Details Of Microsoft (MSFT) Deal With Yahoo! (YHOO) Released: Too Complex To Work

balllmerThe partnership between Yahoo! (YHOO) and Microsoft (MSFT) to integrate their search operations is even more complicated than was rumored. It is so complicated, as a matter of fact, that the execution risks will be tremendous for two companies with radically different cultures. The transaction is made more obtuse by the fact that Yahoo! and Microsoft will continue to compete aggressively in businesses including internet content, e-mail, and instant messaging, which muddies the waters and raises the question of each company’s motives to make the deal a success going forward.

The description of the partnership laid out by the two firms appears to be based on negotiations to close a transaction because of shareholder and management pressure and not one based on a careful weighing of the long term benefits of taking over nearly 30% of the US search market. If the execution of the new agreement meets even modest resistance within one or both of the companies or is challenged by the federal government, it is likely to be stillborn.

Here are the details:

The term of the agreement is 10 years;

Microsoft will acquire an exclusive 10 year license to Yahoo!’s core search technologies, and Microsoft will have the ability to integrate Yahoo! search technologies into its existing Web search platforms;

Microsoft’s Bing will be the exclusive algorithmic search and paid search platform for Yahoo! sites. Yahoo! will continue to use its technology and data in other areas of its business such as enhancing display advertising technology;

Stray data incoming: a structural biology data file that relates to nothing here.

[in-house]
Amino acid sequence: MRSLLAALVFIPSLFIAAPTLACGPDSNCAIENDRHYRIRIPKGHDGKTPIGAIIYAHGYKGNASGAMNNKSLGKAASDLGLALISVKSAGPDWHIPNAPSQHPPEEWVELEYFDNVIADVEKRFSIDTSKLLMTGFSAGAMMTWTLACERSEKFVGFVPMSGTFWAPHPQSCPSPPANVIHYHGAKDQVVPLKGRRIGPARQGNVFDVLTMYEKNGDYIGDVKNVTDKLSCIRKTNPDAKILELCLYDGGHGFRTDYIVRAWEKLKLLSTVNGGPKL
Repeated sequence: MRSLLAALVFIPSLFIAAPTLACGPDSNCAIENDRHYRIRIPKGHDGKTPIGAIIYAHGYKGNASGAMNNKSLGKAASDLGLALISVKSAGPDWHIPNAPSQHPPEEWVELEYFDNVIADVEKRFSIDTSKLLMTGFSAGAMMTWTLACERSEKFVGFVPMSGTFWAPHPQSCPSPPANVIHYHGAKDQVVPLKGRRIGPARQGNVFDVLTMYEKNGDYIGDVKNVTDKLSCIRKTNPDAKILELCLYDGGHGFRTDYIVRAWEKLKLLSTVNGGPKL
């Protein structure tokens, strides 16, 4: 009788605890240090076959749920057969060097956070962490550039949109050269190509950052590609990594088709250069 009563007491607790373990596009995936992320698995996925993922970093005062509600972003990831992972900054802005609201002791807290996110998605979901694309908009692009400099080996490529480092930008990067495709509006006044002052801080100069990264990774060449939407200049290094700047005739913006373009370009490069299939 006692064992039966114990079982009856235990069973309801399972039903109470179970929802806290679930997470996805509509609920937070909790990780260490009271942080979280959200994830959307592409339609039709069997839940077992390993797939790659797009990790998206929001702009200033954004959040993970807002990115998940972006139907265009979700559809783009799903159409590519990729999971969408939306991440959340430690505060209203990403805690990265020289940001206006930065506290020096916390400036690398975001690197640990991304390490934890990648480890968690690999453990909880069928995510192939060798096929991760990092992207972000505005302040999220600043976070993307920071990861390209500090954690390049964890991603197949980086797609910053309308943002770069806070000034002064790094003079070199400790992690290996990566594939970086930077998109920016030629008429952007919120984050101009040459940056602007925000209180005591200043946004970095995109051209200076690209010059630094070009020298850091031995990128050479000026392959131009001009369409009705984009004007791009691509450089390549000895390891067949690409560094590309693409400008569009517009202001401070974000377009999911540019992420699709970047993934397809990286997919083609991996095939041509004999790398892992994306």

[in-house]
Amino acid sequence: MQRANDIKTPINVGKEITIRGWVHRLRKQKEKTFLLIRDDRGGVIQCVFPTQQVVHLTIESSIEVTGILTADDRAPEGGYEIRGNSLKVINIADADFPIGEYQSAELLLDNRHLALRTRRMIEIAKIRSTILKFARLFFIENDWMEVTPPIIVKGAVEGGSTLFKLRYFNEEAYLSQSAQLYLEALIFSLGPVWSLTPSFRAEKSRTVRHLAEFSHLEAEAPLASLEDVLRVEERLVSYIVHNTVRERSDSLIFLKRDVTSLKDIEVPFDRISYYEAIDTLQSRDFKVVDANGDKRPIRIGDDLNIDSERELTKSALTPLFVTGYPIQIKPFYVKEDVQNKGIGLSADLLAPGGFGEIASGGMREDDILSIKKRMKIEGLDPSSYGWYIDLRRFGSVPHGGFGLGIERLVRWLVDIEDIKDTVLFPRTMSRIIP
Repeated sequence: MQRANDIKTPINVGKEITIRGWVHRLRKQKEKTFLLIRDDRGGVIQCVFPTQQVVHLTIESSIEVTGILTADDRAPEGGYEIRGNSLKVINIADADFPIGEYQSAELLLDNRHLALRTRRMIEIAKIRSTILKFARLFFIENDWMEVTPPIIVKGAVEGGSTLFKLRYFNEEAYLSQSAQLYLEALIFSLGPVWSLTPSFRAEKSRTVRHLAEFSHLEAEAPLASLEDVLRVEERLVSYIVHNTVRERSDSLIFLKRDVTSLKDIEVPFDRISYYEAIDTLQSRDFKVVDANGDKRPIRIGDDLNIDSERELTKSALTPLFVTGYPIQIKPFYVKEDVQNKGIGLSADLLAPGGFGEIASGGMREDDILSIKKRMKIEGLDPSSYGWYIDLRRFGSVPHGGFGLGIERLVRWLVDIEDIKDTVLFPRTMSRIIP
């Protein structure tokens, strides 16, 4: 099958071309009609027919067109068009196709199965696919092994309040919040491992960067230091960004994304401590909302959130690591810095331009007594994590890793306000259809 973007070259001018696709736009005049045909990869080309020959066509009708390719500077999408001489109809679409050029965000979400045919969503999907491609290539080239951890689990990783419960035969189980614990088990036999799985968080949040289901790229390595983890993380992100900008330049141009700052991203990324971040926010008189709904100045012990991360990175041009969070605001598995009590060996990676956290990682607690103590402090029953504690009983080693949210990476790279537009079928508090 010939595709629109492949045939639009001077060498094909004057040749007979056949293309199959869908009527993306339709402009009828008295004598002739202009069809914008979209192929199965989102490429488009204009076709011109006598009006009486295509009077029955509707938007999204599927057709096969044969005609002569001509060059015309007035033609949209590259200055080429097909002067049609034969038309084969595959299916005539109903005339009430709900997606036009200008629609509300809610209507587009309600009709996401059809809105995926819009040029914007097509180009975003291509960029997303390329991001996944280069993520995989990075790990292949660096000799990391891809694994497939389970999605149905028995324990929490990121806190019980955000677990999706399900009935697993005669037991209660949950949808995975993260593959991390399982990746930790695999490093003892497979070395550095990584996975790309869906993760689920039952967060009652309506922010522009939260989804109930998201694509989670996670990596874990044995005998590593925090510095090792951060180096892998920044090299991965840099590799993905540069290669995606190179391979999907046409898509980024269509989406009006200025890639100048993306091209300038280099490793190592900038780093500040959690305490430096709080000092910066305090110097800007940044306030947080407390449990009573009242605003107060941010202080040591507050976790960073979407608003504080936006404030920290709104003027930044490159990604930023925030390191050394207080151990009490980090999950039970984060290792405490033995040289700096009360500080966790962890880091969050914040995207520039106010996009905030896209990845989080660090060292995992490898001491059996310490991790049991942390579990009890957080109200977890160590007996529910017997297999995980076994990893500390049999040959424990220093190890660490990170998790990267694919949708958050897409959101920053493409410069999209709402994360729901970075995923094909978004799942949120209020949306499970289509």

Yahoo! will become the exclusive worldwide relationship sales force for both companies’ premium search advertisers. Self-serve advertising for both companies will be fulfilled by Microsoft’s AdCenter platform, and prices for all search ads will continue to be set by AdCenter’s automated auction process;

Each company will maintain its own separate display advertising business and sales force;

Yahoo! will innovate and “own” the user experience on Yahoo! properties, including the user experience for search, even though it will be powered by Microsoft technology;

Microsoft will compensate Yahoo! through a revenue sharing agreement on traffic generated on Yahoo!’s network of both owned and operated (O&O) and affiliate sites;

Microsoft will pay traffic acquisition costs (TAC) to Yahoo! at an initial rate of 88 percent of search revenue generated on Yahoo!’s O&O sites during the first five years of the agreement; and

Yahoo! will continue to syndicate its existing search affiliate partnerships.

Microsoft will guarantee Yahoo!’s O&O revenue per search (RPS) in each country for the first 18 months following initial implementation in that country;

At full implementation (expected to occur within 24 months following regulatory approval), Yahoo! estimates, based on current levels of revenue and current operating expenses, that this agreement will provide a benefit to annual GAAP operating income of approximately $500 million and capital expenditure savings of approximately $200 million. Yahoo! also estimates that this agreement will provide a benefit to annual operating cash flow of approximately $275 million; and

The agreement protects consumer privacy by limiting the data shared between the companies to the minimum necessary to operate and improve the combined search platform, and restricts the use of search data shared between the companies. The agreement maintains the industry-leading privacy practices that each company follows today.

Douglas A. McIntyre

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